PART – 2: BHP Sustainability Report 2017

Author: BHP Billiton Limited, Australia.

BHP has been a pioneer in setting sustainability targets since 1997. The management has main focus on sustainability in all operations undertaken, be it ore exploration, ore extraction or ore transportation. BHP has been putting safety and health at the forefront, it has responsibility towards environment, and the management respects human rights and supports the host communities. BHP works as a partner with the communities in the areas where the company operates. The company responsibly takes leadership of managing the environment, is foremost in supporting local cultures and is in the forefront in improvising economic development (Aluchna & Idowu (ed.), (2016).

To assess and manage material risks of the business activities, the company’s functions are optimised on the basis of the Risk Management Standards. This helps the management to regularly adopt a risk-based approach towards sustainability. The material risks are assessed in accordance with their potential safety, health, community, reputational, environmental, financial and legal impacts. By embedding the process of risk management into the company’s work processes as well as the critical business systems, the management ensures that their decisions are based on the relevant inputs and up-to-date valid data (Dima (ed.), 2016).

The management is regularly engaged with the stakeholders for understanding the issues related to sustainability which are of their interest and are also important to the business of BHP. By enhancing the management of risk, performance and transparency, and leveraging the technology, BHP always delivers efficient productivity, long-term resilience on its business and endurance of regular environmental and social outcomes (Deegan, 2016). In this context, BHP ensures that all Contractors working at the company’s assets comply with the safety, health, community and environmental standards set by the management. Similarly, all material risks are also assessed in context of the potential safety, health, community, reputational, environmental, financial and legal impacts (Gibassier & Unerman, 2014).

BHP Sustainability Report 2017

BHP seeks the advice of external experts on issues related to sustainability and this is an integral part of the company’s decision-making process. The BHP Forum on Corporate Responsibility is also an integral part of the management’s stakeholder engagement program. The BHP Forum comprises of eight external experts belonging to various fields of sustainability, who are constantly making progressive contribution to the company’s approach towards social and environmental issues. The Forum also provides an insight into the current and as well as the emerging issues, and allows the management in understanding and considering the broader impacts of their actions (Deegan, 2014).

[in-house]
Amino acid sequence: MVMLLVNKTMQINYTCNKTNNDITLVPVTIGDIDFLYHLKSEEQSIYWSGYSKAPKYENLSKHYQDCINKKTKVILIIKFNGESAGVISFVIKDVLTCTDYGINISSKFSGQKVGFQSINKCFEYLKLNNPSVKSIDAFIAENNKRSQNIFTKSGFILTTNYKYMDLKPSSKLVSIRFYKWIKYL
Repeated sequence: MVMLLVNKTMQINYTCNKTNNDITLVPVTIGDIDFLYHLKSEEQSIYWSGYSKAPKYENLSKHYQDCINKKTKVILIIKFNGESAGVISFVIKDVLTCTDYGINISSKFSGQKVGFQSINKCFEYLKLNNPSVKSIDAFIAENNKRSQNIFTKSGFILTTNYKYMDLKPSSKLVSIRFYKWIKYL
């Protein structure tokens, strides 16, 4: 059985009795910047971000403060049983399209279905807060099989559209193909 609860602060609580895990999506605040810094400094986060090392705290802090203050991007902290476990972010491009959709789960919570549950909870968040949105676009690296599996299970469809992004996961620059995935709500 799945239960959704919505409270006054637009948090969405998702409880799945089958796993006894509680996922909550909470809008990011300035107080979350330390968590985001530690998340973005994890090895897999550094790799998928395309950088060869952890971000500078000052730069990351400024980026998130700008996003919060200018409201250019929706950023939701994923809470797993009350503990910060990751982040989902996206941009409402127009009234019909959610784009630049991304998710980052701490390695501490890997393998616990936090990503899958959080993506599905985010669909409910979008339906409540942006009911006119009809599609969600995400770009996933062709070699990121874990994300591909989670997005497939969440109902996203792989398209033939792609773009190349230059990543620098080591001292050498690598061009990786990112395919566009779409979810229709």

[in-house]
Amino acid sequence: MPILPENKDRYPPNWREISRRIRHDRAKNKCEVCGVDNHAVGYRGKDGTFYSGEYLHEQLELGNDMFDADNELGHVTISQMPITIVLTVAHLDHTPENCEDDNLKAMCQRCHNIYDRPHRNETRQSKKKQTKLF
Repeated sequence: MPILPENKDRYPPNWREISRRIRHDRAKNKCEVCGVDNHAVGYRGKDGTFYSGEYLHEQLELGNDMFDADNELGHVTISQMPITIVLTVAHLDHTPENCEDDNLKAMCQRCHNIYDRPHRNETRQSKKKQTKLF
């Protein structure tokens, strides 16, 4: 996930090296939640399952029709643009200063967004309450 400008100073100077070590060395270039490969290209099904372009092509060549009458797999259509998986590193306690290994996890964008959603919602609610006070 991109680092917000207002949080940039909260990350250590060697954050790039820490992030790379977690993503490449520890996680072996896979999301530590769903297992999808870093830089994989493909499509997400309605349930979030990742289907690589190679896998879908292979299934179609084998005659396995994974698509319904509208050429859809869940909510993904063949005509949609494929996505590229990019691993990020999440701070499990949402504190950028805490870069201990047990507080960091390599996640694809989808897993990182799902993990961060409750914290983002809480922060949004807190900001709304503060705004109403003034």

This Sustainability Report of the management also contains certain forward looking statements, which include statements pertaining to management’s strategies, plans and objectives and certain regulatory developments. These statements also discuss the future expectations and also provide forward looking information. Although, these forward looking statements do not guarantee or predict about the future performance and unknown risks and uncertainties, as many of these may be beyond the control of the management and may become the cause of actual results in differing from those which are expressed in the statements given in this Sustainability Report (Dima (ed.), 2016).

BHP management believes that the past performance cannot be considered as a guide for the future performance. The recent tragedy of tailings dams in Brazil has shown that all tailings dams require constant maintenance and monitoring. Hence, the management’s focus has now shifted more towards governance, risk identification and monitoring programs. The management has created a NOJV Leadership Team as well as a supporting team and these two shall be the management’s single window of accountability for all NOJVs (Aluchna & Idowu (ed.), (2016).

References

Aluchna, M. and Idowu, S.O. (ed.) (2016) The Dynamics of Corporate Social Responsibility: A Critical Approach to Theory and Practice. New York: Springer.

Deegan, C. (2014) Financial Accounting Theory. Melbourne, VIC: McGraw-Hill Education Australia.

Deegan, C. (2016) Financial Accounting, (8th ed.) Melbourne, VIC: McGraw-Hill Education Australia.

Dima, J. (ed.) (2016) Comparative Perspectives on Global Corporate Social Responsibility. Hershey, PA: IGI Global.

Gibassier, D. and Unerman, J. (2014) Sustainability Accounting and Accountability, (2nd ed.) Oxon: Routledge.

Grigore, G., Stancu, A. and McQueen, D. (ed.) (2017) Corporate Responsibility and Digital Communities: An International Perspective towards Sustainability. New York: Springer.

Henderson, G.L. and Braun, M.J. (ed.) (2016) Propaganda and Rhetoric in Democracy: History, Theory, Analysis. Carbondale: SIU Press.

Islam, M.A. (2014) Social Compliance Accounting: Managing Legitimacy in Global Supply Chains. New York: Springer.

Schaltegger, S., Bennett, M., Burritt, R.L. and Jasch, C.M. (ed.) (2008) Environmental Management Accounting for Cleaner Production. New York: Springer Science & Business Media.